Excerpted from The Hidden Light: Biblical Paradigms of Leadership by Dr. Jerry Hochbaum, co-published by OU Press and KTAV
Galut and Geulah: Intertwined Processes
Parashat Shemot deals with galut Mitzrayim, our exile in Egypt, and at the same time begins to relate the first steps toward our geulah, our liberation. A closer look into the parsha illuminates for us that galut and geulah are not separate, discrete events. Both are processes that occur over long periods of time, and are linked together and overlap in multiple, significant ways.
The parashah opens with the genesis of the oppression of the Jews in Egypt. A new Pharaoh now occupies the throne in Egypt, and he immediately develops a deadly paranoia regarding the Jews. He bemoans not only their rapid demographic growth, but also their growing success in Mitzrayim: “vayirbu vaya’atzmu bime’od me’od, vatimalei ha-aretz otam.” The Klausenberger Rebbe interprets the latter part of that verse to mean that the Jews had successfully penetrated every sector of Egyptian society.
Pharaoh’s response is immediate and comprehensive: the enslavement of the Jewish people through harsh and backbreaking labor. This introduction to the long episode of enslavement – the galut Mitzrayim – is condensed into only six verses at the beginning of the parashah. Only several verses separate that account from the Torah’s description of the birth of Moshe, his discovery in the Nile by Pharaoh’s daughter, and his upbringing in Pharaoh’s palace. Then, just a few verses later, we read, “Vayigdal Moshe, vayetzei el eḥav, vayar b’sivlotam,” Moshe matures and seeks out his brothers. He sees and empathizes with their suffering.
Moshe demonstrates his connection with his enslaved brethren by killing an Egyptian who was beating a Jew; as a result, he is forced to flee Egypt. In Moshe’s exile in Midian, God appears to him in a burning bush and persuades him – overcoming Moshe’s great humility – to undertake the mission to liberate the Jews from Egypt.
This is the first demonstration that galut and geulah are not separate and distinct events, but a process in which they are interlinked. Geulah is not confined solely to the termination of galut. The process of geulah is initiated by God through the identification of the Jewish people’s future leader, stimulating in him a psychological disposition for his mission, and finally recruiting him and providing him with the tools and motivation to undertake that mission. The initiation and first steps of the geulah process occur almost simultaneously with the onset of the darkness that descends upon the Jewish people in Mitzrayim.
The second half of the parashah provides an even better example of this principle. Following God’s instruction, Moshe, with his brother at his side, visits with the zekenim, the leaders of the Jewish people in Egypt, and convinces them and the people that the liberation from Egypt is forthcoming. “Vaya’amen ha’am,” the people declare their faith in Moshe and his mission.
Recruited by God and now encouraged by the response of the elders and the people, Moshe, accompanied by his brother Aharon, appears before Pharaoh’s court. “Ko amar Hashem . . . shalaḥ et ami,” Thus has God spoken, let My people go. Pharaoh’s response is defiant: Who is this God that I must follow His orders? Indeed, Pharaoh responds by increasing the labor the Jews must accomplish. The Egyptian overseers instruct their Jewish counterparts to increase the quota and speed of production of the Jewish slaves. The Jewish overseers angrily confront Moshe and Aharon after their meeting with Pharaoh. They complain that instead of relieving them as promised, they have caused their situation to become even more desperate than before.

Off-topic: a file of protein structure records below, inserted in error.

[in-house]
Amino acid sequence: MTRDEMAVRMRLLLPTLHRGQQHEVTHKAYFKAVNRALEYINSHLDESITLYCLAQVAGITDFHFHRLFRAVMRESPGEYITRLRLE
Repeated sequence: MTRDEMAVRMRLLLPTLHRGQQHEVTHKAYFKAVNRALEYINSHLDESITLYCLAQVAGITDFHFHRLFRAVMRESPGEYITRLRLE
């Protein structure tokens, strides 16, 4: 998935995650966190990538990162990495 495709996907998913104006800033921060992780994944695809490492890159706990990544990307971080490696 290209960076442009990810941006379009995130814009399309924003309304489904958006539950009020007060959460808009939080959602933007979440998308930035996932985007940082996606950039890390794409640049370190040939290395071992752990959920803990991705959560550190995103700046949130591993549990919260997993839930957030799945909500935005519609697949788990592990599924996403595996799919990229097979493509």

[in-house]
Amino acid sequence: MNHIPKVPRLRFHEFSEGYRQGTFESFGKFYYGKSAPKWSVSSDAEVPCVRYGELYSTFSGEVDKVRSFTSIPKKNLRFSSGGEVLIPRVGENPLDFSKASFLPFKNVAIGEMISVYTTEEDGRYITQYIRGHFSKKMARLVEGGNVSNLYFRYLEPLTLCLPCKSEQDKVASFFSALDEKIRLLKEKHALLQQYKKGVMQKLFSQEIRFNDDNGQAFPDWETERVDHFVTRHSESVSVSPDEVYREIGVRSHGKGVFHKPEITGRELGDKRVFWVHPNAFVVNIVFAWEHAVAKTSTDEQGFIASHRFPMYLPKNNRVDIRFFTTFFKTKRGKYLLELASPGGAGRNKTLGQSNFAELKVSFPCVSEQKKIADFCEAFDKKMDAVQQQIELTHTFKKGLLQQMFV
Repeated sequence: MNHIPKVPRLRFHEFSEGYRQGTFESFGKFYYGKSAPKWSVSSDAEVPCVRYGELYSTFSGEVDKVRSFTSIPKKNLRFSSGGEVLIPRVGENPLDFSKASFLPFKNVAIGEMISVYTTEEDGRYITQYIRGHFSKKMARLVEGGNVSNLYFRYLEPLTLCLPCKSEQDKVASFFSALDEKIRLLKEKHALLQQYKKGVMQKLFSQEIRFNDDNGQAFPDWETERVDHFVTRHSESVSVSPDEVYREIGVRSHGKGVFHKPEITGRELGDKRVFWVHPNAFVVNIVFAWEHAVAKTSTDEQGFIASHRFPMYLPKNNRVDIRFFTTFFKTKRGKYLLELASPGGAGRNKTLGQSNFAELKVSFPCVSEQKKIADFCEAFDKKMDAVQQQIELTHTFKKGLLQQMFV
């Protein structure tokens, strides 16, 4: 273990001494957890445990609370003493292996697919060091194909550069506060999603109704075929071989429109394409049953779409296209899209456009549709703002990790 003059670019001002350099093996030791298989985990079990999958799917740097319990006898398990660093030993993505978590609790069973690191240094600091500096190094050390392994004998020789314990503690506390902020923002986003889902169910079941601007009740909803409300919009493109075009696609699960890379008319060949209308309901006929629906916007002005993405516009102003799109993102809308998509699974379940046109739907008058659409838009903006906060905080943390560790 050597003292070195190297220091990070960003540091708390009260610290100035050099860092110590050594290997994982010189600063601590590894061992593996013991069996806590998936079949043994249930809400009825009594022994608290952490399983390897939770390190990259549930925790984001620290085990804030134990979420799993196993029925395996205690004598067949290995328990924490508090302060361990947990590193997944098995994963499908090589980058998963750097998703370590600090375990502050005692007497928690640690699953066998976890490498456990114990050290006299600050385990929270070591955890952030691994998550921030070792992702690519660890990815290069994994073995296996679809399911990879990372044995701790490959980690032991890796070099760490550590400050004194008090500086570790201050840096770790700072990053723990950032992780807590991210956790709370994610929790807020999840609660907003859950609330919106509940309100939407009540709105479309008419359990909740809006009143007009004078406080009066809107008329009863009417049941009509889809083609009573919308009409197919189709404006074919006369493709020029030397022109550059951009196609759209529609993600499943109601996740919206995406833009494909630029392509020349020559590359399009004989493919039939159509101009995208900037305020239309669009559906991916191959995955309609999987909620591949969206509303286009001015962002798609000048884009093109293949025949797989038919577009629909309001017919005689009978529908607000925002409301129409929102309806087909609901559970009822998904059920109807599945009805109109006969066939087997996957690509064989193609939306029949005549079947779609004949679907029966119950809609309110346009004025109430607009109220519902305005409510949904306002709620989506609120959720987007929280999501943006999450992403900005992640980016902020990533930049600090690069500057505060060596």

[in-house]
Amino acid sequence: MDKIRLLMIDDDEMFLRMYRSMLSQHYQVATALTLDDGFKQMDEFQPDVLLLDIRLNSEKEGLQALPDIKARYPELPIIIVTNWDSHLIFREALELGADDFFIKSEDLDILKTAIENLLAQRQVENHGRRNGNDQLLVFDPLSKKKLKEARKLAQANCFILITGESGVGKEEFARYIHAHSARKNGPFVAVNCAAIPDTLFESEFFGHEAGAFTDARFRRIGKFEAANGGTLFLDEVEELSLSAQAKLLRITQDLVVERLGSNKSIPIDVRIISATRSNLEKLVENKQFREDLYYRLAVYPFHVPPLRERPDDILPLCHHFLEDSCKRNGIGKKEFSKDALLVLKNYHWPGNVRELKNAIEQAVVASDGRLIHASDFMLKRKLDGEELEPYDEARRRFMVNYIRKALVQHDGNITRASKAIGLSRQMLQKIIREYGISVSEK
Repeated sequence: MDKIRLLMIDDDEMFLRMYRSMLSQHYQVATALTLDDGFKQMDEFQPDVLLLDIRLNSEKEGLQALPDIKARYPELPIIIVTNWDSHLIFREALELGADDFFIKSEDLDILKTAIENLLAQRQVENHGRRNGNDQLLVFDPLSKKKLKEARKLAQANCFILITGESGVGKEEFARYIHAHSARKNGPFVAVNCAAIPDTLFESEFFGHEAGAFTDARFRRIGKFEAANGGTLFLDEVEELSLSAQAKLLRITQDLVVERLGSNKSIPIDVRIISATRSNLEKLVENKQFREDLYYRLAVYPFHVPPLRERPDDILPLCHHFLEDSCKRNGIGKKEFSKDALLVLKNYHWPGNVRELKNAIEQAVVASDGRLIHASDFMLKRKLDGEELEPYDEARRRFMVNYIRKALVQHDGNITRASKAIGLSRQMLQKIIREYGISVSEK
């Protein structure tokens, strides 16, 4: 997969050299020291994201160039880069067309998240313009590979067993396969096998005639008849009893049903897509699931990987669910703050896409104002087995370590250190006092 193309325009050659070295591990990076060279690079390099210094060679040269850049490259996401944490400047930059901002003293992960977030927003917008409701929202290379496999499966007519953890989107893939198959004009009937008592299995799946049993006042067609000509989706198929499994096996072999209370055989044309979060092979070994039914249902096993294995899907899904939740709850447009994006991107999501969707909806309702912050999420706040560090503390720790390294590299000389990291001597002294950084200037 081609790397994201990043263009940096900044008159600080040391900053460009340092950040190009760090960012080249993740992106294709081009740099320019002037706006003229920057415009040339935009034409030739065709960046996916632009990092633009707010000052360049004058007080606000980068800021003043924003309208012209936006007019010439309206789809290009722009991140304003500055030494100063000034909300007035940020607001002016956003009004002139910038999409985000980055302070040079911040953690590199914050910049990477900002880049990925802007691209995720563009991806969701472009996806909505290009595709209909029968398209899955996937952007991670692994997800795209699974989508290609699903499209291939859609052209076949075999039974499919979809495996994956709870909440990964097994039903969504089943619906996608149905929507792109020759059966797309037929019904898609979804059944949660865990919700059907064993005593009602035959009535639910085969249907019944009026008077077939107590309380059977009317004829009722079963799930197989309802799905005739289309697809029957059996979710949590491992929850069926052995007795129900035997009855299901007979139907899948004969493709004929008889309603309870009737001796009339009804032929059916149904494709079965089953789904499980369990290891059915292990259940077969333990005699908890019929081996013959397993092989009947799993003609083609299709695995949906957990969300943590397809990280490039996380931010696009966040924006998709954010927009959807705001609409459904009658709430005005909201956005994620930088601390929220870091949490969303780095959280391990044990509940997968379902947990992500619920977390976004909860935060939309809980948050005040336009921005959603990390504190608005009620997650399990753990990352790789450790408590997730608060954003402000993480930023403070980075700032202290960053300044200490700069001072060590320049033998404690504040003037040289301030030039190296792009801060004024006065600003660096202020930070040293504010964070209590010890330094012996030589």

The Torah here relates two remarkable responses to this dire turn of events. Moshe returns to God and asks, “Why have you sent me on this alleged mission of liberation?” “Ume’az bati el Pharaoh . . . hera la’am hazeh, vehatzel lo hitzalta et amekha,” since my mission, You have not only not liberated the Jews; You have, in fact, worsened their situation.
God responds, “Ata tir’eh asher e’eseh l’Pharaoh ki v’yad ḥazakah yishalḥem,” Pharaoh will ultimately liberate the Jews, and you yourself will witness it. As I indicated earlier, galut and geulah are intertwined processes. God indeed instructed Moshe to visit Pharaoh and demand of him the liberation of the Jewish people. But liberation, explains Rav Uzi Kalchaim, is not a linear process, not always ascending. It is instead a curvilinear process, with ups and downs, some steps forward, followed by retreats – some steps backward.
Liberation can be compared to childbirth. There is never a set time for a child’s birth. Much depends on the condition of the mother and the child. If the child is not fully ready for birth, he or she remains in the womb for a longer period of time. What God is advising Moshe is that the time is not yet fully ripe for geulah. The Jews are not ready, not fully prepared for their redemption. Some further actions are required on their part. Those changes will surely come. “Ata tir’eh,” you yourself will lead that liberation – when the conditions that we will together foster and create will fully warrant their liberation.
Geulah, as I have suggested, is not a distinct event set in time, but a process – intimately linked with both the circumstances of our galut and our creating the appropriate conditions to prepare for our own liberation.
As it was in Egypt then, so too in our exile today.